In Part 1, we discussed the importance of including a management succession component in your farm’s succession plan. The second component that is often missing is the consideration of governance.
There are several reasons why governance is often dismissed. First, most business owners reject the idea that their operation is big enough to warrant a governance strategy. Second, they are not comfortable allowing other professionals to see financial information or other sensitive information. Third, they believe it will add complexity to running the operation. Finally, they believe they will be giving up control.
The reason a farm operation should consider a governance strategy is a powerful one. Most farms require the owners to leave money in the operation to facilitate a successful transfer to the next generation. Very few heirs in today’s economic environment have the ability to fund a complete buy out. Given this reality, owners are left facing the fact that their entire life’s work (and their retirement income) is now going to be in the hands of their heirs. This is one of the prevailing reasons so many farm operators find it difficult to determine when they should step out of the day-to-day operation and turn over management and decision making to the next generation.
Governance does require an owner to complete a mental shift. The decision is whether to stay in the operation and manage it OR to set up a system that will allow the owner to have access to information, input into key decisions and an ability to influence the selection of people who will have oversight of the operation.
The governance structure, in tandem with a management succession plan, is what often precipitates an owner’s ability to transition out of the day-to-day operational activities with a high level of confidence and ease. Knowing they will be able to see an issue long before it becomes an actual revenue impacting problem provides peace of mind.
A governance structure should do four things:
- Determine the ends. The “ends” define what the owners want from the business. This could be determining cash flow, profitability, growth or how much the owners will be paid from the business each year.
- Hire the CEO. In absence of the owner, a CEO or farm manager should be identified. This person would answer directly to the board and is accountable for meeting the ends.
- Establish the limitations of the CEO. A governance strategy should also identify the limitations of the CEO. This can include a guideline for expenditures, how much money he/she can borrow, what information needs to be shared regarding financial performance, etc.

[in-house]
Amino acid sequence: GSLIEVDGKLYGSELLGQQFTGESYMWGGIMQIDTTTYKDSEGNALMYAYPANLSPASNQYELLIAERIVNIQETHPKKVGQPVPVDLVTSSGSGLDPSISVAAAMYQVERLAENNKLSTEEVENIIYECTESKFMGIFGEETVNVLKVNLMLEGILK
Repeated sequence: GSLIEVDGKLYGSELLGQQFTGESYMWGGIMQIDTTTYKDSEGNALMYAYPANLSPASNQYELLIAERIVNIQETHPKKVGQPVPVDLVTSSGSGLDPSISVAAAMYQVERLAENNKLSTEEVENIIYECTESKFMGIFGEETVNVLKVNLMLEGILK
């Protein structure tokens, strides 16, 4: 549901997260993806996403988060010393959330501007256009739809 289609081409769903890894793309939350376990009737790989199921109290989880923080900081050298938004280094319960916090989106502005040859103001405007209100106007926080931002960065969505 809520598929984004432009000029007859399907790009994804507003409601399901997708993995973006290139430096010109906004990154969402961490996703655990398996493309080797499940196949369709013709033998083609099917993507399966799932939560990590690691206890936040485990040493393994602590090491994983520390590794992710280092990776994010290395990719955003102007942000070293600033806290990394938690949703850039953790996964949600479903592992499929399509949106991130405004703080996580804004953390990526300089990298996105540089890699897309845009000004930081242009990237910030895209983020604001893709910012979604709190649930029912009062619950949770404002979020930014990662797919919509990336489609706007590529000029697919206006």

- How the Board of Directors will govern itself. The governance policy should identify how members are elected, how often the board will meet, what happens if a board member wants to retire, etc.
So, let’s revisit our list of concerns. First, our operation isn’t big enough. If the successful transfer of the operation from one generation to the next requires that the owners leave money in the operation – you are big enough. The board doesn’t have to be big – three to seven members is all that is required to have a very effective board.
Next, you may be uncertain about sharing financial or other sensitive information with outsiders. The selection of your board can be from a very big geographical area. Many board meetings are held virtually in order to attract the RIGHT board members, and to limit exposure to people who may know you. There are board member recruitment sites which allow you to do a very comprehensive search, which will increase your ability to find professionals with the right experience and personality to truly support your operation.
Third, you may believe it will add too much complexity. Typically, at any phase of the succession process, the more clearly the roles, goals, expectations and accountability can be defined, the less complexity the operation will experience. Often I have found that the complexity occurs when there is disharmony, disagreement or lack of performance. Families are often not well equipped to deal with these issues and therefore the succession plan can stall or fall apart.
Finally, you may feel that you will lose control. Control in business is a phenomenon that can cause businesses to decline or fall apart. When an owner reaches a stage in his career where he is no longer able to perform as he has in the past, tensions between generations can become toxic. A comprehensive succession plan should define how an owner will transition into a position where he can provide value without slowing down the growth or production opportunities of the operation.
Governance strategies should be designed to create a high degree of communication and accountability that will allow a transitioning owner to feel confident that his investment in the farm is being carefully managed. In other words, give an owner more control, although it may look different than it has in the past.